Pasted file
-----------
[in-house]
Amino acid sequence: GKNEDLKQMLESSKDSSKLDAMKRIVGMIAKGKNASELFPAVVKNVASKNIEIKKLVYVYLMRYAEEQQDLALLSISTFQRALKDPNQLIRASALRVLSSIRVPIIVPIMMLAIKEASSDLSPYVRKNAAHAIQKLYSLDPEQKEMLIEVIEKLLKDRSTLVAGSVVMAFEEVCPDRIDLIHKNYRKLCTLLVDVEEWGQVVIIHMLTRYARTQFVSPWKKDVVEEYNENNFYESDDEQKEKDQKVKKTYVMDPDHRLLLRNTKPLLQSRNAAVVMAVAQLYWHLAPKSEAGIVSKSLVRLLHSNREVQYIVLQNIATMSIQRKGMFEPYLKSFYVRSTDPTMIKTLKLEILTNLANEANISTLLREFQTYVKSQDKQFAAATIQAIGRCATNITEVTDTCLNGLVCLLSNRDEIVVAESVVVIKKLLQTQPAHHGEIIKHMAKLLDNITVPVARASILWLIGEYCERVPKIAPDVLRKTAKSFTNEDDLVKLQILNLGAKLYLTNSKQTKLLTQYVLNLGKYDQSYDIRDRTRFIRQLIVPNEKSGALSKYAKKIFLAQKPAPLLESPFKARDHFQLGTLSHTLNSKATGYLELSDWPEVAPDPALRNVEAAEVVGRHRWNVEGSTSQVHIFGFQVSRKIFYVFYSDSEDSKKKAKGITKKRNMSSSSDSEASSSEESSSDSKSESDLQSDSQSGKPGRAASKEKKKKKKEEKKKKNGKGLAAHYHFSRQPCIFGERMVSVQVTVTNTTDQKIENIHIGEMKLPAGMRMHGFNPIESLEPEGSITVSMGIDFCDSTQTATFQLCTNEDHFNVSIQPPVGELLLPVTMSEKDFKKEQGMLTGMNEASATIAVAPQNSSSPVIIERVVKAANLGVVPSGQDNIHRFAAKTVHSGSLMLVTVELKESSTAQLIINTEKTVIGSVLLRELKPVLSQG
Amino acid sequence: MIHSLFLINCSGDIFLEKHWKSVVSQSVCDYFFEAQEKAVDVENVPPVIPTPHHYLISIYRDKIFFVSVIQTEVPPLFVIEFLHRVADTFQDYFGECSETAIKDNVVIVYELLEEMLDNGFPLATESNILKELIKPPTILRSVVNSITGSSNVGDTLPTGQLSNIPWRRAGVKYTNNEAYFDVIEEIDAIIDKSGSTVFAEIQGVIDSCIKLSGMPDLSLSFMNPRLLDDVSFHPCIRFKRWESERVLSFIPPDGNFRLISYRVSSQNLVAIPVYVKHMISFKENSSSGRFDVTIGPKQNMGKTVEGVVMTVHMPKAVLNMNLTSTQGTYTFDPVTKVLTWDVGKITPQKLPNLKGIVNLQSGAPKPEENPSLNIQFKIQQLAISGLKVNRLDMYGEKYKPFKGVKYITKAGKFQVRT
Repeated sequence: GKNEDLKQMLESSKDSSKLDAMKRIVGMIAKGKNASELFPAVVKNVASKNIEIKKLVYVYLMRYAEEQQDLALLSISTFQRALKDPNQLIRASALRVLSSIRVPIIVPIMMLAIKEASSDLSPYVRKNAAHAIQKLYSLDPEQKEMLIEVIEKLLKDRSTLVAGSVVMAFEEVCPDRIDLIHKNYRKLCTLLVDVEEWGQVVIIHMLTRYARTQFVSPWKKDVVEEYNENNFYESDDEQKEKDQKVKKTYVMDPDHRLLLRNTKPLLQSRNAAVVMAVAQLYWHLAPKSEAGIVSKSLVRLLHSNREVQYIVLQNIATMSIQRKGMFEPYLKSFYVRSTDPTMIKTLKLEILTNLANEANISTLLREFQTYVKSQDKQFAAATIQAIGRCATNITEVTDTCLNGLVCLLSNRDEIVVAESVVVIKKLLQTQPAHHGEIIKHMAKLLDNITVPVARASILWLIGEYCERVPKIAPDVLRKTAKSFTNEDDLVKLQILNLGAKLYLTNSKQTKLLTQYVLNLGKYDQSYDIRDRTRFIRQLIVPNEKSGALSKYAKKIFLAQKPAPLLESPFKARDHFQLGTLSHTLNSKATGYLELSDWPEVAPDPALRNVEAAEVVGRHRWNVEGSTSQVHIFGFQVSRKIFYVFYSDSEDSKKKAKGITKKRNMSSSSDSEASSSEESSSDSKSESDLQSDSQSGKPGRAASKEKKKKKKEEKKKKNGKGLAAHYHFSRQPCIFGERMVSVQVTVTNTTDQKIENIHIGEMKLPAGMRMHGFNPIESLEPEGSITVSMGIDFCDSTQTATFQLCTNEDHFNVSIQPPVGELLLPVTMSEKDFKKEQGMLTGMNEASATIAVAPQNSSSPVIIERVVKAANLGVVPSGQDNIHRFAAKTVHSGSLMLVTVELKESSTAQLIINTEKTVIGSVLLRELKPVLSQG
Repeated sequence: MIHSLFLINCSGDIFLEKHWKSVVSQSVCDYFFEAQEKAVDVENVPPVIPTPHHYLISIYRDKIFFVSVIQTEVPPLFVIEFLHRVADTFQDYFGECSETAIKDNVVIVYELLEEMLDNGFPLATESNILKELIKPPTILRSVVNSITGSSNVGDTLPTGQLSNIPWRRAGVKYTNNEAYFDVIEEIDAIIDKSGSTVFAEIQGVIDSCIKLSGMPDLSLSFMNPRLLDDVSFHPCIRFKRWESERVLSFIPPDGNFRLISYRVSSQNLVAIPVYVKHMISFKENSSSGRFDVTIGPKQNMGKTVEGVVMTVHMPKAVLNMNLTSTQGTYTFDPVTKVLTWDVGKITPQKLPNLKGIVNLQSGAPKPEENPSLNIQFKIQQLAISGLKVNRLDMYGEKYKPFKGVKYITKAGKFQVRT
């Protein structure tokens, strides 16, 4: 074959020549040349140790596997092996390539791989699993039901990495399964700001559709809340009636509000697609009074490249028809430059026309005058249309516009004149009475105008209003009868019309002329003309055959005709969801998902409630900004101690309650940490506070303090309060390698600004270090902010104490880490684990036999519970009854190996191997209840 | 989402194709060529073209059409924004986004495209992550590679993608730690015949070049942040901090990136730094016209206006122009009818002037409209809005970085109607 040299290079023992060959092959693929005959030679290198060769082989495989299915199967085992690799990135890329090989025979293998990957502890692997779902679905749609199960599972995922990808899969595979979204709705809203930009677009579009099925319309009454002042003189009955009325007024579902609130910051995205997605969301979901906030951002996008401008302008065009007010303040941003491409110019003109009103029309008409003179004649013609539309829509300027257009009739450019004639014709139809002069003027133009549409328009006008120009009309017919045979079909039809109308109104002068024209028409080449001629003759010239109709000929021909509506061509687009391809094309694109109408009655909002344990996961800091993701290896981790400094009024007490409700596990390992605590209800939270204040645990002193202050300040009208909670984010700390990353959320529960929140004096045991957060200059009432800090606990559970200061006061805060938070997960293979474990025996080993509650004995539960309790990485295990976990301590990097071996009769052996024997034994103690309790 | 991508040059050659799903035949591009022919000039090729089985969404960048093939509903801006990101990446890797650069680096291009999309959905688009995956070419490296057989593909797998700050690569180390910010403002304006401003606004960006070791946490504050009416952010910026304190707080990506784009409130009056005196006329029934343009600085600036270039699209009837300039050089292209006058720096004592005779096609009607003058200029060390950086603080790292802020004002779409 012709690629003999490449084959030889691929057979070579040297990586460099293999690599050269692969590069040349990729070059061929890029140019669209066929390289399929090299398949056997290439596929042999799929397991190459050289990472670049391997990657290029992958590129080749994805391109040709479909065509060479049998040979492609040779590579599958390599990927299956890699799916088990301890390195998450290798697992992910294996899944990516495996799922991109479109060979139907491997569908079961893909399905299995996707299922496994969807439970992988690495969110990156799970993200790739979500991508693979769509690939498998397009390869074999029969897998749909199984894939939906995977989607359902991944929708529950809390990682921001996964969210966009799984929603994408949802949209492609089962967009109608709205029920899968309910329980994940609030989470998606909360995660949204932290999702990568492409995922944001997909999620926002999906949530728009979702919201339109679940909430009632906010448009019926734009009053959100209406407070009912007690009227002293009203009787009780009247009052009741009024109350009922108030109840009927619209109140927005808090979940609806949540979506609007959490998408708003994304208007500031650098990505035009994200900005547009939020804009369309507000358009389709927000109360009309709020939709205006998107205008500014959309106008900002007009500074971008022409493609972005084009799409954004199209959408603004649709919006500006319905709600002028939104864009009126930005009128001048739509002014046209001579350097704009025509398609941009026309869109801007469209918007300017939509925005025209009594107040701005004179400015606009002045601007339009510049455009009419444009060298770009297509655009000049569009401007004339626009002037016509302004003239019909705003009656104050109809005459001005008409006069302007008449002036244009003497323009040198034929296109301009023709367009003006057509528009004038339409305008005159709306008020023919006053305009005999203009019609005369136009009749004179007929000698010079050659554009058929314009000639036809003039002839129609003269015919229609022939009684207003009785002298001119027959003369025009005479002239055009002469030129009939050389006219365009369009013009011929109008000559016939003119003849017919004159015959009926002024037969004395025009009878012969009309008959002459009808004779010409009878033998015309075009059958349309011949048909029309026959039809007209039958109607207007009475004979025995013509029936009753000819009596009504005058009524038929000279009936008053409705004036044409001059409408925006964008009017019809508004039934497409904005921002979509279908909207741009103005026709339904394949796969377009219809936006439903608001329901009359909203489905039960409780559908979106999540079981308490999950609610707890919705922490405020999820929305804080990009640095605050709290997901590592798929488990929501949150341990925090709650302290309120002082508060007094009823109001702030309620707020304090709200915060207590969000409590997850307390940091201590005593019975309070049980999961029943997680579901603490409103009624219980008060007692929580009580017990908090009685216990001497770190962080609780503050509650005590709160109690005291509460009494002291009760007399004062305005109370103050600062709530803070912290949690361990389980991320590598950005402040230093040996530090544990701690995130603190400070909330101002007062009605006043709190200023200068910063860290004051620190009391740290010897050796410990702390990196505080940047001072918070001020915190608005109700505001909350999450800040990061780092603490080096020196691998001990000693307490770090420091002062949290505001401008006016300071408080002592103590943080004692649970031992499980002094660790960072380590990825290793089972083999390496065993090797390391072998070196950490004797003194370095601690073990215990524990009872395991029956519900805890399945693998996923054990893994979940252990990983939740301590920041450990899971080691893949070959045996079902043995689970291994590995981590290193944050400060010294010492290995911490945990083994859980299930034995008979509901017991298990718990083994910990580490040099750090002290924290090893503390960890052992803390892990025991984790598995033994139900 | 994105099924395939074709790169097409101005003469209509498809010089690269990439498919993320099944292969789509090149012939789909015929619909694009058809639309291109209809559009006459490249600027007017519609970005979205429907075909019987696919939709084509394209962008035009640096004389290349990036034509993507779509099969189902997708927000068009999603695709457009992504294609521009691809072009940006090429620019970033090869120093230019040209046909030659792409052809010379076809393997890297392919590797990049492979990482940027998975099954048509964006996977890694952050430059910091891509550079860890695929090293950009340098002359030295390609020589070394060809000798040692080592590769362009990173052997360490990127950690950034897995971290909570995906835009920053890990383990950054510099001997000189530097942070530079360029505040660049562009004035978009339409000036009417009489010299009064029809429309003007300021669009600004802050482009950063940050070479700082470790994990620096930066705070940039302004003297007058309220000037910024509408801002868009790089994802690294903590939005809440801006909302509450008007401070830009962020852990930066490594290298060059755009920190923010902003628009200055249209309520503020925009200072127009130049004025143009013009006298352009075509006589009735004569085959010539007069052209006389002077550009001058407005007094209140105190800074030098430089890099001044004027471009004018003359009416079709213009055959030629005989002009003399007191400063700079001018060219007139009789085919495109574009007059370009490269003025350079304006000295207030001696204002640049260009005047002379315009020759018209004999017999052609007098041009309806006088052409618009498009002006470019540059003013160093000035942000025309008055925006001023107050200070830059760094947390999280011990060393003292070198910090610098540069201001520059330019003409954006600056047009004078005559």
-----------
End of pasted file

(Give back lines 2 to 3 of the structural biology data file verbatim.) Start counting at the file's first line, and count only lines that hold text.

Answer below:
Amino acid sequence: GKNEDLKQMLESSKDSSKLDAMKRIVGMIAKGKNASELFPAVVKNVASKNIEIKKLVYVYLMRYAEEQQDLALLSISTFQRALKDPNQLIRASALRVLSSIRVPIIVPIMMLAIKEASSDLSPYVRKNAAHAIQKLYSLDPEQKEMLIEVIEKLLKDRSTLVAGSVVMAFEEVCPDRIDLIHKNYRKLCTLLVDVEEWGQVVIIHMLTRYARTQFVSPWKKDVVEEYNENNFYESDDEQKEKDQKVKKTYVMDPDHRLLLRNTKPLLQSRNAAVVMAVAQLYWHLAPKSEAGIVSKSLVRLLHSNREVQYIVLQNIATMSIQRKGMFEPYLKSFYVRSTDPTMIKTLKLEILTNLANEANISTLLREFQTYVKSQDKQFAAATIQAIGRCATNITEVTDTCLNGLVCLLSNRDEIVVAESVVVIKKLLQTQPAHHGEIIKHMAKLLDNITVPVARASILWLIGEYCERVPKIAPDVLRKTAKSFTNEDDLVKLQILNLGAKLYLTNSKQTKLLTQYVLNLGKYDQSYDIRDRTRFIRQLIVPNEKSGALSKYAKKIFLAQKPAPLLESPFKARDHFQLGTLSHTLNSKATGYLELSDWPEVAPDPALRNVEAAEVVGRHRWNVEGSTSQVHIFGFQVSRKIFYVFYSDSEDSKKKAKGITKKRNMSSSSDSEASSSEESSSDSKSESDLQSDSQSGKPGRAASKEKKKKKKEEKKKKNGKGLAAHYHFSRQPCIFGERMVSVQVTVTNTTDQKIENIHIGEMKLPAGMRMHGFNPIESLEPEGSITVSMGIDFCDSTQTATFQLCTNEDHFNVSIQPPVGELLLPVTMSEKDFKKEQGMLTGMNEASATIAVAPQNSSSPVIIERVVKAANLGVVPSGQDNIHRFAAKTVHSGSLMLVTVELKESSTAQLIINTEKTVIGSVLLRELKPVLSQG
Amino acid sequence: MIHSLFLINCSGDIFLEKHWKSVVSQSVCDYFFEAQEKAVDVENVPPVIPTPHHYLISIYRDKIFFVSVIQTEVPPLFVIEFLHRVADTFQDYFGECSETAIKDNVVIVYELLEEMLDNGFPLATESNILKELIKPPTILRSVVNSITGSSNVGDTLPTGQLSNIPWRRAGVKYTNNEAYFDVIEEIDAIIDKSGSTVFAEIQGVIDSCIKLSGMPDLSLSFMNPRLLDDVSFHPCIRFKRWESERVLSFIPPDGNFRLISYRVSSQNLVAIPVYVKHMISFKENSSSGRFDVTIGPKQNMGKTVEGVVMTVHMPKAVLNMNLTSTQGTYTFDPVTKVLTWDVGKITPQKLPNLKGIVNLQSGAPKPEENPSLNIQFKIQQLAISGLKVNRLDMYGEKYKPFKGVKYITKAGKFQVRT